SNAP income eligibility criteria might be adjusted at the beginning of each Federal fiscal year and since Alaska and Hawaii have a higher federal poverty level, the income limits are slightly higher in these two states. Below are SNAP income eligibility guidelines effective from October 1st, 2019, through September 2020.
|Figure 1 Federal SNAP Income Limits in 48 States, District of Columbia, Guam, Virgin Islands|
|Persons in Household||Gross Monthly Income Limit||Net Monthly Income Limit|
|Persons over four||Add $479 for each additional family member||Add $369 for each additional family member|
|Figure 2 Federal SNAP Income Limits in Alaska and Hawaii|
|Persons in Household||Gross Monthly Income Limit||Net Monthly Income Limit|
|Persons over four||Alaska: Add $600 for each additional family member
Hawaii: Add $551 for each additional family member
|Alaska: Add $461 for each additional family member
Hawaii: Add $424 for each additional family member
To protect the vulnerable population, there are some special rules for the elderly or disabled. Households with a member who is 60 years of age or older, or has a disability could only meet the net income test to receive SNAP benefits. Besides, elderly or disabled members who qualify for a separate SNAP household could have gross monthly income limit up to 165 % of the Federal Poverty Level (FPL), which is 35% higher than the normal household standard.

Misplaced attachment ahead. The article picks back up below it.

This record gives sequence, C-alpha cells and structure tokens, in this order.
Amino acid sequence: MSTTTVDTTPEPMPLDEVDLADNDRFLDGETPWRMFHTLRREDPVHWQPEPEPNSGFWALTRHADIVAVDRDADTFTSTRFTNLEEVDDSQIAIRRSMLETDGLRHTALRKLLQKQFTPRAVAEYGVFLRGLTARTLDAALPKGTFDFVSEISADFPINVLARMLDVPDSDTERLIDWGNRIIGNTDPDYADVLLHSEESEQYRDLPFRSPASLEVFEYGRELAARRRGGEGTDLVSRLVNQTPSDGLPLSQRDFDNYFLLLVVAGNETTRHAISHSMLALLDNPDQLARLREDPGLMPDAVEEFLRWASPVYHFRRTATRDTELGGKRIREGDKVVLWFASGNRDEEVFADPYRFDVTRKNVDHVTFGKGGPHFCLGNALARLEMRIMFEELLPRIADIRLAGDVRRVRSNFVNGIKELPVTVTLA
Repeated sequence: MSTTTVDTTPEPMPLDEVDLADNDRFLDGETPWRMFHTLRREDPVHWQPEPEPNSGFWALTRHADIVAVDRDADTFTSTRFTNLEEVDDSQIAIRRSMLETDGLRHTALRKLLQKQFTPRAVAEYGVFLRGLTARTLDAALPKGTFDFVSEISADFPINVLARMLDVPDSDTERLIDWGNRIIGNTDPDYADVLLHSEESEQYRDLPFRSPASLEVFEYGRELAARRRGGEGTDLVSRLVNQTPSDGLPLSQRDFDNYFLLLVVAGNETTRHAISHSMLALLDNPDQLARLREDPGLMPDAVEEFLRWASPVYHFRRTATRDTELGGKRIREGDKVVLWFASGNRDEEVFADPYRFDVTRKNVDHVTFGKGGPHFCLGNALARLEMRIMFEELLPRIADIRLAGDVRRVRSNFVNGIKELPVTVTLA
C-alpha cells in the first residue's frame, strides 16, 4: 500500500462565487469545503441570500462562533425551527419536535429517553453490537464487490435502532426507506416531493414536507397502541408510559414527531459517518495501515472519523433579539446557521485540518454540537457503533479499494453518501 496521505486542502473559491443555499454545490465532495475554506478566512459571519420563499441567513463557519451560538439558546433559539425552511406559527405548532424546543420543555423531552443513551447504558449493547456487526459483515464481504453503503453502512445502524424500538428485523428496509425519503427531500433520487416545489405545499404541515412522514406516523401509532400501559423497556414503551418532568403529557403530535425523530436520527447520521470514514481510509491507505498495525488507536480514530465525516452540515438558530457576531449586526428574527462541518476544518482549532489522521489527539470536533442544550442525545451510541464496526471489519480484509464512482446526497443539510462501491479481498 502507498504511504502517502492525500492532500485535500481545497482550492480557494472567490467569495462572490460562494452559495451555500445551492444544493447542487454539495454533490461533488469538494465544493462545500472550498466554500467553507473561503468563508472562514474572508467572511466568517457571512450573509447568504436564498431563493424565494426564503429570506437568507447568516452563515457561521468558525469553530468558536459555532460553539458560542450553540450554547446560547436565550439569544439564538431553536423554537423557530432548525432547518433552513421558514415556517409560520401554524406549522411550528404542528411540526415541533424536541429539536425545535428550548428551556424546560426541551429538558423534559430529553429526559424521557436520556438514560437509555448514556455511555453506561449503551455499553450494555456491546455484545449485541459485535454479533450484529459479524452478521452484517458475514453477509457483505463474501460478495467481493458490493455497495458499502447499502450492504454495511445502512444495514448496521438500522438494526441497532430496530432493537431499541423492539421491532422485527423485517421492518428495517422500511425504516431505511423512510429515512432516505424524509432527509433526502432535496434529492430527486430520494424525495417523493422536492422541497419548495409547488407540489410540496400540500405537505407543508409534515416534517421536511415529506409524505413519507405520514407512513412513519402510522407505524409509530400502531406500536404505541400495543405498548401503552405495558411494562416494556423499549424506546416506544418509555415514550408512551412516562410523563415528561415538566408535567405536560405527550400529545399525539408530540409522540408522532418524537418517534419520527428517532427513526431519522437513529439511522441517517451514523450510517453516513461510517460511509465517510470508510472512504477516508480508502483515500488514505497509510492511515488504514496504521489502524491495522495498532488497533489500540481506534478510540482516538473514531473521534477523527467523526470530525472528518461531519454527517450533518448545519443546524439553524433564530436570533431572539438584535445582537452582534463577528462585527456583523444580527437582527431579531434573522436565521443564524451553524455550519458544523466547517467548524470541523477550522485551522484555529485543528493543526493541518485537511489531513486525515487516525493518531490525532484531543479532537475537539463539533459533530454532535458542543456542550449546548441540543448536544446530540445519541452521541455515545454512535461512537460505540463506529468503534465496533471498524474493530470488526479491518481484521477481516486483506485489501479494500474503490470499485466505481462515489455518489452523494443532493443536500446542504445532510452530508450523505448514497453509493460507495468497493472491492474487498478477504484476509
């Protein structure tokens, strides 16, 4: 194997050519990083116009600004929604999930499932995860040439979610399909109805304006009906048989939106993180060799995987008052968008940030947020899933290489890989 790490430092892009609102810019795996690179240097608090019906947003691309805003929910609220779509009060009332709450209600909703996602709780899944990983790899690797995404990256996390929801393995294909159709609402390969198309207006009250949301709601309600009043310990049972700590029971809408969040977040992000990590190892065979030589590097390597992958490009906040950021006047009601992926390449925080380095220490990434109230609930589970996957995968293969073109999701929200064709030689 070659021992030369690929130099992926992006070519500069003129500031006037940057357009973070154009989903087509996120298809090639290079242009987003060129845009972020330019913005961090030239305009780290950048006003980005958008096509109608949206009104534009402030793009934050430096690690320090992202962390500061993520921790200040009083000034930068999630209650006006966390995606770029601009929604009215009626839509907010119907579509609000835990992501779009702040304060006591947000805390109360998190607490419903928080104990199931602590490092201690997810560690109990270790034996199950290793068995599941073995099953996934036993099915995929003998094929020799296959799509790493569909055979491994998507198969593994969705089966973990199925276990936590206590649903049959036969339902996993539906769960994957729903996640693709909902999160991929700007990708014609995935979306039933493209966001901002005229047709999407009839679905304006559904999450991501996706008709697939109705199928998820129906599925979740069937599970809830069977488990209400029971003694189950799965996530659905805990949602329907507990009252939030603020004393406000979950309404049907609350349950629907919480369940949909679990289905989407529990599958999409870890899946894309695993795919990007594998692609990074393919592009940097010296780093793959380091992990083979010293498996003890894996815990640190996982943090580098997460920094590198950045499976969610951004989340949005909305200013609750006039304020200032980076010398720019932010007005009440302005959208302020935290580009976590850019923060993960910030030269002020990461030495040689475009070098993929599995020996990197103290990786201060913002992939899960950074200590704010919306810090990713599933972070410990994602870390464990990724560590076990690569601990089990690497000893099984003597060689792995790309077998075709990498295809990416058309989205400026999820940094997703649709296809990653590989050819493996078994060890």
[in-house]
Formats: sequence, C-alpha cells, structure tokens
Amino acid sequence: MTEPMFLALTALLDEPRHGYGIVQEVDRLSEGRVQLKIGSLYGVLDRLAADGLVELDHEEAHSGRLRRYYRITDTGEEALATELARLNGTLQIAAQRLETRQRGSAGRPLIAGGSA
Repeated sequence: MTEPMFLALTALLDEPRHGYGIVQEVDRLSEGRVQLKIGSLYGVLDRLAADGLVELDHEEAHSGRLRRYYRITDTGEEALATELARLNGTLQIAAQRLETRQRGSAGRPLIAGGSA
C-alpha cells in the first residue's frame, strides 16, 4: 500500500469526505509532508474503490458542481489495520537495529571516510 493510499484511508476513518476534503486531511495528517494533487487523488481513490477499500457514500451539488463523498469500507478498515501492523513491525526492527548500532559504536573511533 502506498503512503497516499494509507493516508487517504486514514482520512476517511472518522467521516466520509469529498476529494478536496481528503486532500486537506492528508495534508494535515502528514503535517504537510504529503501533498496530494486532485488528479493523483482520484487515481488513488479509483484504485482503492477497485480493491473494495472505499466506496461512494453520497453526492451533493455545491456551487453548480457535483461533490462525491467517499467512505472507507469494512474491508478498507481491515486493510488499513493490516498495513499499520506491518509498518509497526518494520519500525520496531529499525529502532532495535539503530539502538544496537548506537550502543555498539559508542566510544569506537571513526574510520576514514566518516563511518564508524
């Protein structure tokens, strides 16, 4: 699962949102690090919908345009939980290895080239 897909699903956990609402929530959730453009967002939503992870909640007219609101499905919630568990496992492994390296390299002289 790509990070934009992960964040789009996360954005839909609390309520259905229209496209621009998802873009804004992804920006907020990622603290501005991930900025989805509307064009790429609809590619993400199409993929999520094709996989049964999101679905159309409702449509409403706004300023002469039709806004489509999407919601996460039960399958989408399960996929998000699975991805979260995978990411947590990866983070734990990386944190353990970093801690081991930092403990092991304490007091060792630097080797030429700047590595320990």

Assets Eligibility Standards
Assets are the possessions that an individual legally owns and could be easily converted to cash. Countable assets are the assets considered when determining eligibility for SNAP including but not limited to cash, bank account, bond, stocks, and real estate. Certain assets such as personal possessions, a home and lot, Supplemental Security Income or TANF benefits, and most retirement plans are not counted as SNAP resources. Applicants must meet the assets limit to be eligible for SNAP benefits. Generally speaking, households must have no more than $2,250 in countable assets, or below $3,500 if there is at least one senior member (60 or older), or disabled member in the household.